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Kupsky v. McLaren

United States District Court, E.D. Wisconsin

May 14, 2018

RONALD LEMA KUPSKY, Plaintiff,
v.
TERESA MCLAREN, et al., Defendants.

          SCREENING ORDER (AMENDED COMPLAINT)

          William C. Griesbach, Chief Judge

         Plaintiff Ronald Kupsky, who is currently serving a state prison sentence at Waupun Correctional Institution (WCI) and is representing himself, filed a complaint under 42 U.S.C. § 1983, alleging that his civil rights were violated when several members of the Psychological Services Unit of the WCI refused to provide him mental health treatment and thereby caused him to harm himself. On March 27, 2018, the Court granted Plaintiff's motion to proceed without prepayment of the filing fee and then screened his initial complaint pursuant to 28 U.S.C. § 1915A(a). ECF No. 9. At that time, I found that complaint failed to set forth facts plausibly stating a claim with sufficient notice to the defendants of what it is they were alleged to have done that amounted to a violation of his constitutional rights. I therefore ordered the complaint dismissed but granted leave for Plaintiff to amend if he could cure the defects noted in the order. On April 5, 2018, Plaintiff filed a motion to amend his complaint. ECF No. 11. Because I have already given Plaintiff leave to amend, the motion is granted. I will now screen Plaintiff's amended complaint.

         Screening of the Complaint

         The court is required to screen complaints brought by prisoners seeking relief against a governmental entity or officer or employee of a governmental entity. 28 U.S.C. § 1915A(a). The court must dismiss a complaint or portion thereof if the prisoner has raised claims that are legally “frivolous or malicious, ” that fail to state a claim upon which relief may be granted, or that seek monetary relief from a defendant who is immune from such relief. 28 U.S.C. § 1915A(b). A claim is legally frivolous when it lacks an arguable basis either in law or in fact. Denton v. Hernandez, 504 U.S. 25, 31 (1992); Neitzke v. Williams, 490 U.S. 319, 325 (1989); Hutchinson ex rel. Baker v. Spink, 126 F.3d 895, 900 (7th Cir. 1997).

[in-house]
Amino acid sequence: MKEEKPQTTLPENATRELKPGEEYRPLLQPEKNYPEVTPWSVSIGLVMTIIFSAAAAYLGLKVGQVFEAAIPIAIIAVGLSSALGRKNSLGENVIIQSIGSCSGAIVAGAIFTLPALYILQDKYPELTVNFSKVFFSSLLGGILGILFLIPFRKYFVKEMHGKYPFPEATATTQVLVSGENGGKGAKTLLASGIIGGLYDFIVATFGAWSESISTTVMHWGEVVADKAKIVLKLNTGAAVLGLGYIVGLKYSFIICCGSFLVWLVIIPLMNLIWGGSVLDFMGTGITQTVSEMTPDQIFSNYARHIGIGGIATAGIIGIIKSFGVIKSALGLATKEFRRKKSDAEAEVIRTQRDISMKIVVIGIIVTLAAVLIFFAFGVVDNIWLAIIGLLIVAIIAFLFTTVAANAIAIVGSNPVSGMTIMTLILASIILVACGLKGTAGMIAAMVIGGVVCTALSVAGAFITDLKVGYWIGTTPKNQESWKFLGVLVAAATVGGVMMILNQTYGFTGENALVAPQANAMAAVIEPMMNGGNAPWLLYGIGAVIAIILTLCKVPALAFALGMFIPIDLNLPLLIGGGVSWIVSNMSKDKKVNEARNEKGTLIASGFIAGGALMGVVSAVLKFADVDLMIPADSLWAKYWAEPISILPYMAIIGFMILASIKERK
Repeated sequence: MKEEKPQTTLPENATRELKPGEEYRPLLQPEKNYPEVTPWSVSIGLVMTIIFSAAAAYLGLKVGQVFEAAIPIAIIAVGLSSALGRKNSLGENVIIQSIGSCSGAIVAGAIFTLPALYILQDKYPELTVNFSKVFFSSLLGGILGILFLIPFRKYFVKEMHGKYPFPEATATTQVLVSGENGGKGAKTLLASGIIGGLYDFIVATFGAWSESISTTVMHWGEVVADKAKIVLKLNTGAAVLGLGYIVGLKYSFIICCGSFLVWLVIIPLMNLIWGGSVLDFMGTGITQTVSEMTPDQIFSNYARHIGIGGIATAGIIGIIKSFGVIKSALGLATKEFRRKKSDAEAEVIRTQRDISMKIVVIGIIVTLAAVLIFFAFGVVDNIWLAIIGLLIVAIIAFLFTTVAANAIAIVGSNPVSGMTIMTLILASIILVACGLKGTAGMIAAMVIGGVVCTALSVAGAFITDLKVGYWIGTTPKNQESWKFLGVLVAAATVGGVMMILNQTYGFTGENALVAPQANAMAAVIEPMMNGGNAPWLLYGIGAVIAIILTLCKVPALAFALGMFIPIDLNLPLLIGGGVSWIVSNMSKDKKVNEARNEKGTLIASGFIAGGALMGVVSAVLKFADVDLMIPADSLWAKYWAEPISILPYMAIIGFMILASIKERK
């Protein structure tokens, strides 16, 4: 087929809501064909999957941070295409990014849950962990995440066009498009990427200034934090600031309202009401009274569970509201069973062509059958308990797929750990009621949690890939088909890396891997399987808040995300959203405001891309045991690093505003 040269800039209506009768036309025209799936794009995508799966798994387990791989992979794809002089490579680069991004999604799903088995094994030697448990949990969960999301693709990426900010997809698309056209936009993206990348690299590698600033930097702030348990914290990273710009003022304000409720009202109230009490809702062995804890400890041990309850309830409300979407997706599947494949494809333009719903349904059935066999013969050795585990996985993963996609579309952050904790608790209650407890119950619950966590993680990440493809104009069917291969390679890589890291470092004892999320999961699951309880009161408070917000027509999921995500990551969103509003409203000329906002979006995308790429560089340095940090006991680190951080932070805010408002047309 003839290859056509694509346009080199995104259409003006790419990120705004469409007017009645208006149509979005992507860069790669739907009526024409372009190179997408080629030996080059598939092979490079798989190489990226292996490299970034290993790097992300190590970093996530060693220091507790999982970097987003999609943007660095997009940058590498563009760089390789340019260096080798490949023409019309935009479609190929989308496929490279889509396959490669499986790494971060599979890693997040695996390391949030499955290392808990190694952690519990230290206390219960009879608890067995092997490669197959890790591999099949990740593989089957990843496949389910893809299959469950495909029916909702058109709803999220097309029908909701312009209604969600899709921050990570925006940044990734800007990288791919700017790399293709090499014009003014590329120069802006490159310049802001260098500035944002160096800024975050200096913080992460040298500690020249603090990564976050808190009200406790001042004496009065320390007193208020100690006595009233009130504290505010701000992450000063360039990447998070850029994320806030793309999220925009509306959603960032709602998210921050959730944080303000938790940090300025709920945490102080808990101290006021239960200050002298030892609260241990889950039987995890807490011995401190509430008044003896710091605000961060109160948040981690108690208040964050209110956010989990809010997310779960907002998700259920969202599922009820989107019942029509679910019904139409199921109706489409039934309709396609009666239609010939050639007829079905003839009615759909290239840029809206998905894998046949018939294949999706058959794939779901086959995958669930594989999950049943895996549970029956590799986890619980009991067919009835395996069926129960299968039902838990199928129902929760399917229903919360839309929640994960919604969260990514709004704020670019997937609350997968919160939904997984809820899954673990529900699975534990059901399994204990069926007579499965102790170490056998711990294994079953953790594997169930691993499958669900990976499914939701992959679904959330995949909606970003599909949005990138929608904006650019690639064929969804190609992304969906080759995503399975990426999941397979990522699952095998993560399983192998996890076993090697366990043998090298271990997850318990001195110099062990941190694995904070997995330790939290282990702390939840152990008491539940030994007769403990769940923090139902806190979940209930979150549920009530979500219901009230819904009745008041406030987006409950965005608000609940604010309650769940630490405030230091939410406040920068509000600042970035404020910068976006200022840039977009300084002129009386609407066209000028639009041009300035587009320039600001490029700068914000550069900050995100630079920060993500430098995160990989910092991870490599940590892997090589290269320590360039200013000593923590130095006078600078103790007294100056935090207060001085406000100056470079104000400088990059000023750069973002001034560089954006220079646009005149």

To state a cognizable claim under the federal notice pleading system, the plaintiff is required to provide a “short and plain statement of the claim showing that [he] is entitled to relief.” Fed.R.Civ.P. 8(a)(2). The complaint must contain sufficient factual matter “that is plausible on its face.” Ashcroft v. Iqbal, 556 U.S. 662, 678 (2009) (quoting Bell Atl. Corp. v. Twombly, 550 U.S. 544, 570 (2007)). The court accepts the factual allegations as true and liberally construes them in the plaintiff's favor. Turley v. Rednour, 729 F.3d 645, 651 (7th Cir. 2013). Nevertheless, the complaint's allegations “must be enough to raise a right to relief above the speculative level.” Twombly, 550 U.S. at 555 (citation omitted).

         Allegations of the Complaint

         In his amended complaint, Plaintiff alleges that “[t]he defendants (McClaren, De Blanc, Van Buren, Schmidt) failed to provide me with mental health treatment resulting in multiple self-harm issues, and an off-site service at the local hospital ER after a ‘suicide attempt.'” ECF No. 11-1 at 2. Plaintiff further alleges that on October 3, 2016, he “spoke to a psychological service unit clinical contact” and told them he “had mental health issues, and did not think [he] would be able to keep from self-harm under my current placement status.” Id. Plaintiff states he was told he would have to talk to his “main clinical contact, ” Dr. Teresa McClaren, about placement. Plaintiff alleges that he spoke with Dr. McClaren on October 26, 2016, and she told him that she would not provide him any treatment and that he would have to figure things out on his own. Id.